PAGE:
So you’re a proxy person. You enjoy entering IP addresses, scouring the internet for batches of free proxies, downloading content, and accessing the internet under the guise of anonymity.
I get it. I’m a proxy person too. It’s kind of a rush in the beginning — seeing your ISP address hidden, remaining concealed to the eyes of the world wide web.
After that initial excitement wears off, and your experience with proxies grows exponentially, you’ll notice a few things.
While proxies are fun, they are a tool with a specific purpose. Whatever your purpose is, proxies are used much like a workhorse, rather than a pet pony. You need them to work for you, whatever your situation may be.
You’ll also notice after some time that there are some major holes when using proxies. For instance:
- Free proxies are slow, riddled with malware, and burn out quickly.
- Not all proxies are truly anonymous, so you have to do some routine checking to find out if they are.
- Shared proxies can also burn out, and yet you have to pay for them.
- Not all applications support proxy use.
While the first three of these are problems addressed in other articles, the last one can be remedied fairly easily with a handy application called Proxifier.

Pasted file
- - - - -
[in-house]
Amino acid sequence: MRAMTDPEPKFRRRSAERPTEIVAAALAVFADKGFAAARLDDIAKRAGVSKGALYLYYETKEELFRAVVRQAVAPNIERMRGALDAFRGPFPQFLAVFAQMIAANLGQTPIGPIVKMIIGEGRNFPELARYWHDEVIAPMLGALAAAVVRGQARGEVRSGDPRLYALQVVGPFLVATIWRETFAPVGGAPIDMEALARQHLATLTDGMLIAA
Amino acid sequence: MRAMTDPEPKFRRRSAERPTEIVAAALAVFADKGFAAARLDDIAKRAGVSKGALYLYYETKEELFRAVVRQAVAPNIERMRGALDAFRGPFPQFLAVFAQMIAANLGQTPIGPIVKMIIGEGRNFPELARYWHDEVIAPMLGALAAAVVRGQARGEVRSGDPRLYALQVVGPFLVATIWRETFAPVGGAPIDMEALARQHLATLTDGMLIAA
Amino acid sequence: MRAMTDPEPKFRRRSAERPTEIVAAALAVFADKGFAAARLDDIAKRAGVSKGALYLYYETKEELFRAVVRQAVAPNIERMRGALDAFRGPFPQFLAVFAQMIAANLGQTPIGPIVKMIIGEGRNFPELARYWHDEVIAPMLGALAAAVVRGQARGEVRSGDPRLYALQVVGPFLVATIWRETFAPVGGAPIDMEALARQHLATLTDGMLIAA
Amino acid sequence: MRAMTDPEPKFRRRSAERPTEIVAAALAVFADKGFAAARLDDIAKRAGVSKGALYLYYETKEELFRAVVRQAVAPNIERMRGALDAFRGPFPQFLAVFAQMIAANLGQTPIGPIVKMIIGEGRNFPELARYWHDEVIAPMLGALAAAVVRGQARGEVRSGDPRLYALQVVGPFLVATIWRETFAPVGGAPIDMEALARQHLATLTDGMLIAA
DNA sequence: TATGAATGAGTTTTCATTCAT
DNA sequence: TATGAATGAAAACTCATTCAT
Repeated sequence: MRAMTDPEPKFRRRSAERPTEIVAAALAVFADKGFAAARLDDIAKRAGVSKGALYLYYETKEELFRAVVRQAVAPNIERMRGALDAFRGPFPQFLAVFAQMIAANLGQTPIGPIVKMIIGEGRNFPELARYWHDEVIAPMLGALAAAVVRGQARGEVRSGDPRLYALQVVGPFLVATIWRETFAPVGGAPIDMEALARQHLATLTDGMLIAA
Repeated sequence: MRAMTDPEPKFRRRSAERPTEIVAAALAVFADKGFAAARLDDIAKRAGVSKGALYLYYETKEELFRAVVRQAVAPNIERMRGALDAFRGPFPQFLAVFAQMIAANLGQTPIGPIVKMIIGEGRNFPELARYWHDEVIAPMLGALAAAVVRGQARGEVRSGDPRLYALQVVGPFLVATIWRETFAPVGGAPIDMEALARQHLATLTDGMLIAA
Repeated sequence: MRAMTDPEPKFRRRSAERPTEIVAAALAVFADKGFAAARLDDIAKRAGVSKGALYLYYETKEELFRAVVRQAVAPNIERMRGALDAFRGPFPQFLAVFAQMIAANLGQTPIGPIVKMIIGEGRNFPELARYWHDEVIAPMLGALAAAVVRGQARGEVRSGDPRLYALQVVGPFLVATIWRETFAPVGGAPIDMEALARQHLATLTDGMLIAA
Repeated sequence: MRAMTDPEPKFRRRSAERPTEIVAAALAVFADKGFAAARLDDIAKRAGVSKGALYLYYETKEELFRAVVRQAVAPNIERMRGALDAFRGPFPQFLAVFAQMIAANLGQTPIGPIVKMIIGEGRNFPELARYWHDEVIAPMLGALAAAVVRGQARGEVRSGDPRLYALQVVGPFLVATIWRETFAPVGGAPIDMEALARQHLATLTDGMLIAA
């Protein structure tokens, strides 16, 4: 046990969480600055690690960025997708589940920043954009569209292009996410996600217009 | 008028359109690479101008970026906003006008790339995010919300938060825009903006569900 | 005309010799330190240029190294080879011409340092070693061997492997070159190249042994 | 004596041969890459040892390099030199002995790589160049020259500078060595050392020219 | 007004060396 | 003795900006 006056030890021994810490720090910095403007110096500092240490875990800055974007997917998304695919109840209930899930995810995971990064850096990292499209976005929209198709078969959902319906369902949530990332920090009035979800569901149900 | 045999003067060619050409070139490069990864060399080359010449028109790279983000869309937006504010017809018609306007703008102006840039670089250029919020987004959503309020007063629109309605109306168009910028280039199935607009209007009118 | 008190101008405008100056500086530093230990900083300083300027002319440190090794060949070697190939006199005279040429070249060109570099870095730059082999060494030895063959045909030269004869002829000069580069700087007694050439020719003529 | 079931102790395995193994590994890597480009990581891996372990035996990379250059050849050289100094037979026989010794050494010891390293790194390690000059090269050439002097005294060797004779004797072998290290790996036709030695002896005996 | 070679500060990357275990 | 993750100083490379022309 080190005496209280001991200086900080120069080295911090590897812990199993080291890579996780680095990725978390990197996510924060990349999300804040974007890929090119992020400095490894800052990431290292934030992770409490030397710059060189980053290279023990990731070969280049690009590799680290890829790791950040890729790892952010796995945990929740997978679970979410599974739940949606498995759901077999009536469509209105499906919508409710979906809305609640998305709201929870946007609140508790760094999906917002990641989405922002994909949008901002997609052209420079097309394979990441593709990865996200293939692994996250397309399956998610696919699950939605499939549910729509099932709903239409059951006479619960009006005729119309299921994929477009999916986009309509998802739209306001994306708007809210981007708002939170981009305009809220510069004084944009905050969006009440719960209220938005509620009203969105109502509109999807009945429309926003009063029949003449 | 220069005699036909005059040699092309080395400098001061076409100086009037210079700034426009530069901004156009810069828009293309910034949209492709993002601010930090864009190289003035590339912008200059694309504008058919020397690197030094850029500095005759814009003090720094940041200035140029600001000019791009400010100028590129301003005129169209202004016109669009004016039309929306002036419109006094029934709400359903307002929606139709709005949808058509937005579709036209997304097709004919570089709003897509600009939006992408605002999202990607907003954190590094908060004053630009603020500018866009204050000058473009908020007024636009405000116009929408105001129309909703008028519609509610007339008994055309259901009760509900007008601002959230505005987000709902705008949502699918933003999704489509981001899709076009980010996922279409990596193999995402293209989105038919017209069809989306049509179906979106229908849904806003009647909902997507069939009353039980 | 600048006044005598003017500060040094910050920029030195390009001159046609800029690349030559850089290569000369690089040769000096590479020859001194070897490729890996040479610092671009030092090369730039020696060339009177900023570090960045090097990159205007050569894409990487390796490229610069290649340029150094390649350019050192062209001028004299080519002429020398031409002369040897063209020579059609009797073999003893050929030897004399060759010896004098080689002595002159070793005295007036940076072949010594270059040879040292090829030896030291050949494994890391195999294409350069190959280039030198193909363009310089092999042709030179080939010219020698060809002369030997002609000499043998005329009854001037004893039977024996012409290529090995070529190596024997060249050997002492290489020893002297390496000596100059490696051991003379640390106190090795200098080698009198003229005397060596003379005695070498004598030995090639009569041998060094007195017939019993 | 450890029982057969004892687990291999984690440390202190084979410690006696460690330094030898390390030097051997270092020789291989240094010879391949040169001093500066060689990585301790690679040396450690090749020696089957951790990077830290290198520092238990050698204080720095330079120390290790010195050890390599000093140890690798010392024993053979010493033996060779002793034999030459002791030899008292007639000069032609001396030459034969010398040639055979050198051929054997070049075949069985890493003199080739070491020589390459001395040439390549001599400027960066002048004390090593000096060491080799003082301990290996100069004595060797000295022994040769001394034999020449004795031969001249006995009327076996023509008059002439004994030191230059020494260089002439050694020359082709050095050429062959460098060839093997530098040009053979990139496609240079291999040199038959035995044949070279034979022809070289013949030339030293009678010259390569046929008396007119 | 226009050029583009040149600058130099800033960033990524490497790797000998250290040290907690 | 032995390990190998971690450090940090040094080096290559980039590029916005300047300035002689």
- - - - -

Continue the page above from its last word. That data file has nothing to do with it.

What is Proxifier?
If you head to Proxifier’s website, you’ll see that it describes itself in a sentence:
“Proxifier allows network applications that do not support working through proxy servers to operate through a SOCKS or HTTPS proxy and chains.”
To break this down into plain English, you first have to understand that some programs, applications, or Internet browsers don’t allow you to access the Internet through a proxy connection.
Don’t get me wrong, many do. Chrome, Firefox, torrenting applications, and a whole host of other programs have a place to enter proxies in their settings.
However, there are also a number of applications that don’t. This can be immensely frustrating for a proxy user who wants to route a specific program’s internet access through a specific proxy.
In Windows and Mac OS you can head to network settings and adjust proxy usage, but this will route your whole computer through a proxy, which often is too blunt for most users.
Proxifier is a proxy client that makes mincemeat of these frustrations.